Conn. Officers to Get New In-Car Technology
By Zach Lowe, Stamford Advocate
STAMFORD, Ct. - A million dollars can''t buy the gadgets you see on the "CSI" crime drama, but it will help the Stamford Police Department acquire in-car laptops and other technology upgrades officers say they need to catch up with neighboring departments.
The police union has been complaining about the "1970s" technology in the department since 2003, when laptops were removed from squad cars because the monitors stuck out in front of the air-bag deployment zone, said Officer Michael Merenda, police union president.
Officers in almost every surrounding town can type reports and call up criminal records of suspects while sitting in their cars. But Stamford officers sometimes write reports by hand and must ask 911 dispatchers to check license plate numbers, Merenda said.
That will change by the end of this year or early next year, Assistant Chief Richard Priolo said. The department is using $890,000 in federal grants, won in the past two years, to buy about 30 laptops and equip them with state-of-the-art software, Priolo said.
Officers will be able to download mug shots and bring up detailed maps of homes and office buildings in seconds, he said.
The department redesigned the mounts that hold the laptops so they do not intrude on the air-bag zone, Priolo said.
"We weren''t sure there was even a safety issue to begin with," he said. "But we fixed them anyway."
At least two officers were injured during car accidents when the air bag smacked into the computer screen and knocked it into them, Merenda said.
He greeted news of the laptops with skepticism.
"It would be a great tool for the guys," Merenda said. "But when we had them last time, it wasn''t really useful. It was all smoke and mirrors."
The first in-car laptops were installed in late 2000, Assistant Chief Frank Lagan said. The software did not link up with the department''s computerized records system, meaning officers could not type reports in the cars and send them into the system electronically, Priolo said.
If officers arrested someone, they could not log into the system to see whether the person had been arrested before in Stamford, Merenda said. They could not bring up mug shots or sketches of suspects to see whether someone on a street corner was a wanted criminal, Merenda and Priolo said.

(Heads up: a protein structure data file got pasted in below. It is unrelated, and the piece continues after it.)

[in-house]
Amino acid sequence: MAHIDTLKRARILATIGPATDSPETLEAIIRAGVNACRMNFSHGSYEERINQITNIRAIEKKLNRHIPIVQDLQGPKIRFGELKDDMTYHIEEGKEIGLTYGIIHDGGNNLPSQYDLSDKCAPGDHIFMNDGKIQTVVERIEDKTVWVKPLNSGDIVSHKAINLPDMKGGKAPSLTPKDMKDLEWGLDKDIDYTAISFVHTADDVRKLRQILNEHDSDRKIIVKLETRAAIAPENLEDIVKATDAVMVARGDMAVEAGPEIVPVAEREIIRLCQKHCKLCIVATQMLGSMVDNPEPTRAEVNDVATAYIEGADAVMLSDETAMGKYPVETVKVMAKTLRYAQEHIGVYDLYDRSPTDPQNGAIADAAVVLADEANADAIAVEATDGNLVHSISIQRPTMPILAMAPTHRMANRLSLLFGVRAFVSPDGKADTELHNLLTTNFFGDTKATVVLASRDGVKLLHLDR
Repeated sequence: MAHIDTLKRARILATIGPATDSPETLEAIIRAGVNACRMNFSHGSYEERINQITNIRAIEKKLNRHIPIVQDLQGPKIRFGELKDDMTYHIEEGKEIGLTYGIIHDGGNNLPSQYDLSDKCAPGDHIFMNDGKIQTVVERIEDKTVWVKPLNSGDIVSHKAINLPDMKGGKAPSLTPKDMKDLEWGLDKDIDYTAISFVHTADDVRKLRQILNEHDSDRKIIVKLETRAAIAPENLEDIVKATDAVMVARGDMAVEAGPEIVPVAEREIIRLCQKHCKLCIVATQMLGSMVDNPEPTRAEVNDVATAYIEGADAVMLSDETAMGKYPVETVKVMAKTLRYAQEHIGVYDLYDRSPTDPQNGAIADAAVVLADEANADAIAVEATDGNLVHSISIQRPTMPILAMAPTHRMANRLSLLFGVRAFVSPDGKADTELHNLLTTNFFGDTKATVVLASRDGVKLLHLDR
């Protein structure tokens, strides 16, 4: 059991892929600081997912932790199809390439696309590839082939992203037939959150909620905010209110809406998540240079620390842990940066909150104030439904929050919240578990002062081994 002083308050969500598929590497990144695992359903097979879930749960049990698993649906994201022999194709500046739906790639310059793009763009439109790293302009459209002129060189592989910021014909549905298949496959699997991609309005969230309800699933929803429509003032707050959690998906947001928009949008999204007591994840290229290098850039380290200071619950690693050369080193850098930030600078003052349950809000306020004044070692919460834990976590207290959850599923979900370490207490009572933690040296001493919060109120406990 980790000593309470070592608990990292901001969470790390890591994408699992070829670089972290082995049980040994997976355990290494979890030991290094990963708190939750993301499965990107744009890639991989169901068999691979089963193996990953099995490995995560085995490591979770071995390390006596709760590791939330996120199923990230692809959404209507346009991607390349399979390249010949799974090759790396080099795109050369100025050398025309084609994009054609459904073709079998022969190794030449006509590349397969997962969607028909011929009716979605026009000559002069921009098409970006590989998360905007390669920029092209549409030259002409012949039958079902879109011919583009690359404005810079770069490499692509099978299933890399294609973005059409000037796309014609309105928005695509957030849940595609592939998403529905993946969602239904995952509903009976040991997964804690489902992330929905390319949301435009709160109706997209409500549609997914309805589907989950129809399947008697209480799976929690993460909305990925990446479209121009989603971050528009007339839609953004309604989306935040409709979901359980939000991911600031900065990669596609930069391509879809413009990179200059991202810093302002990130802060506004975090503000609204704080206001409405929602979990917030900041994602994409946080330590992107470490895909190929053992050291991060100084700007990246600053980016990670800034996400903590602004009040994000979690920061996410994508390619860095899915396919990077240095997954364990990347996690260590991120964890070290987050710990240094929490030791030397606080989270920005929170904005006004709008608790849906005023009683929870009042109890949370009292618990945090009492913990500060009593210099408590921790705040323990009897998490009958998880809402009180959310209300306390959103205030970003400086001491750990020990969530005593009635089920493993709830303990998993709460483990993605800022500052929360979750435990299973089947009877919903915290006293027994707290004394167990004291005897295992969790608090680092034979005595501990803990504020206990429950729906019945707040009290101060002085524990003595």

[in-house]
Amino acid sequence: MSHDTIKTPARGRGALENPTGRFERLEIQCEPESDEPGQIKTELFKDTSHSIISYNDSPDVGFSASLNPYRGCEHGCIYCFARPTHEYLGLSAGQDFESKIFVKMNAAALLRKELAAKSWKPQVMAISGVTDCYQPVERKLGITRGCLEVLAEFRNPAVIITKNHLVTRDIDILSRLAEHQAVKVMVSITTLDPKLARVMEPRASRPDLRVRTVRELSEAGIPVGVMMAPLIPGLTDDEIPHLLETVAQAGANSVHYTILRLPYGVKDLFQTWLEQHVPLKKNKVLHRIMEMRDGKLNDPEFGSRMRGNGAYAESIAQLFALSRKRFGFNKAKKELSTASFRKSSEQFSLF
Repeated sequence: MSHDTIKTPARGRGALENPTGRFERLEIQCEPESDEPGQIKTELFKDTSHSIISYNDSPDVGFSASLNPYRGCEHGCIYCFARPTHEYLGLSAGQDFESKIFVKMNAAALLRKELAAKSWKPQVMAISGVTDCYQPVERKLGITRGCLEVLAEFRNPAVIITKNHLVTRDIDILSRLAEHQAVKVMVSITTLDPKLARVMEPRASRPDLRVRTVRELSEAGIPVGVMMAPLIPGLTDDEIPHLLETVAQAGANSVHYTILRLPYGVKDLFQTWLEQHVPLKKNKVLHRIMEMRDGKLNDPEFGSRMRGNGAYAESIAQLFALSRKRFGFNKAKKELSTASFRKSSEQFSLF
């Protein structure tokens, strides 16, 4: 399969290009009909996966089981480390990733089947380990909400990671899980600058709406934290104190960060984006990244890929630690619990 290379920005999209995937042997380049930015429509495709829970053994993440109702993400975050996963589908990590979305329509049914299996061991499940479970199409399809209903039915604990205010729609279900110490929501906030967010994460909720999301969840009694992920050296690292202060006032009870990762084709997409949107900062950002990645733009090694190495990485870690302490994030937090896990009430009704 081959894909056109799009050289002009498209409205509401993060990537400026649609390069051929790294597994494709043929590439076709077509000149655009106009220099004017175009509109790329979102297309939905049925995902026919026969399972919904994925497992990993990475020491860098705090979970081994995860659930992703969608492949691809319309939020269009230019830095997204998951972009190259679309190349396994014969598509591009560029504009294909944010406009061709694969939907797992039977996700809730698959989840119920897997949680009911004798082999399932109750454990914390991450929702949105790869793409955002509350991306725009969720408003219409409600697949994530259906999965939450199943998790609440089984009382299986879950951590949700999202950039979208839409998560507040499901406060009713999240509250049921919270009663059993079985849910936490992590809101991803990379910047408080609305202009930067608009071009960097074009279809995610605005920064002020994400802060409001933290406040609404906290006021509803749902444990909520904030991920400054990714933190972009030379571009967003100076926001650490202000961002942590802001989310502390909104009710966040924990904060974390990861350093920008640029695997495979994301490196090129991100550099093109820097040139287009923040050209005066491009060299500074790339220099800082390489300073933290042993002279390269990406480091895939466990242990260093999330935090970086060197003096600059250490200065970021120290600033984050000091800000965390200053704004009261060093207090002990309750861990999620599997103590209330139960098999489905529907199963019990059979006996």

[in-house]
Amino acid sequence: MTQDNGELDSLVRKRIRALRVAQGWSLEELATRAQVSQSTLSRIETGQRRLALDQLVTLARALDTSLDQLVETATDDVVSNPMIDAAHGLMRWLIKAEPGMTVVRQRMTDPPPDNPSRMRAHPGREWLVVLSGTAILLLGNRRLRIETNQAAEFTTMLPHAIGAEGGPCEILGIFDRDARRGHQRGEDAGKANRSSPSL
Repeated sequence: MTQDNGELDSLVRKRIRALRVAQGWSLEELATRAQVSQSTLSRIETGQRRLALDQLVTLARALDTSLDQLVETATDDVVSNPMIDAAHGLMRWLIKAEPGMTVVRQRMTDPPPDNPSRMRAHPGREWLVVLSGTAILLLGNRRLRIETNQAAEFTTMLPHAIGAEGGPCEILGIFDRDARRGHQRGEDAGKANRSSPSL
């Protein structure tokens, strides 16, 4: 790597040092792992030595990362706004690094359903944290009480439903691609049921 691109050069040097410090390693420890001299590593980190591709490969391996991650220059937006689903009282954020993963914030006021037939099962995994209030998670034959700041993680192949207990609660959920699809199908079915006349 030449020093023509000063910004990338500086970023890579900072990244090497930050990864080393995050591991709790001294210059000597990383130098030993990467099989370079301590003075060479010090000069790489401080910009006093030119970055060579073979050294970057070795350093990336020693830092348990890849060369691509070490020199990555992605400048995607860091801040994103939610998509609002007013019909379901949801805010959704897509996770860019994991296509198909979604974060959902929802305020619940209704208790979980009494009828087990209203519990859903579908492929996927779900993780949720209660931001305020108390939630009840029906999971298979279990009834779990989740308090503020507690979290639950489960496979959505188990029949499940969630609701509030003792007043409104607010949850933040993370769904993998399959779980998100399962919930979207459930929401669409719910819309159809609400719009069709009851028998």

"All we could do was run a license plate," Merenda said. "All smoke and mirrors."
About a dozen of the old laptops, which cost about $1,500 each according to Priolo, sit in dusty piles inside a yellow cabinet at police headquarters. The rest were given to officers for their desks, Priolo said.
The new laptops, which also cost about $1,500 each, will link directly to the department''s records system as well as state and national crime databases, Priolo said.
Police and the fire department said they hope to design a map that shows the sites of all hazardous material in the city, Priolo said. If there were a fire or a hostage situation in a building holding hazardous materials, officers would know where the danger is, he said.
"This could be vital for homeland security," he said.
Almost every nearby police department has used an in-car computer system for years. The Norwalk Police Department has laptops mounted onto a frame, Chief Harry Rilling said. The frame swings into the passenger seat, out of the way of the driver, he said.
Most Norwalk officers ride alone, but if two officers drive together, the driver can push a button that disables the passenger-side air bag, Rilling said.
Police in Greenwich and New Canaan avoided the laptop altogether and built screens into the dashboard.
Officers can connect a keyboard to the screen, said Officer Judson Van Ingen, a technician in Greenwich, and Sgt. David Ferris of the New Canaan Police Department.
Greenwich has used the system since 1999, Van Ingen said.
The New Canaan department choose the built-in screens because they were afraid laptops might interfere with air bags, as they did in Stamford, Ferris said.
Stamford officers will be able to push the new laptops out of the way of air bags, Priolo said. The laptops are the first of several upgrades that will transform the department into a faster, nearly paper-less organization, he said.
The department plans to buy software programs that will link to more crime databases and is in line to receive a new finger-printing machine.
"We''ve been spending like devils," Priolo said of the federal money.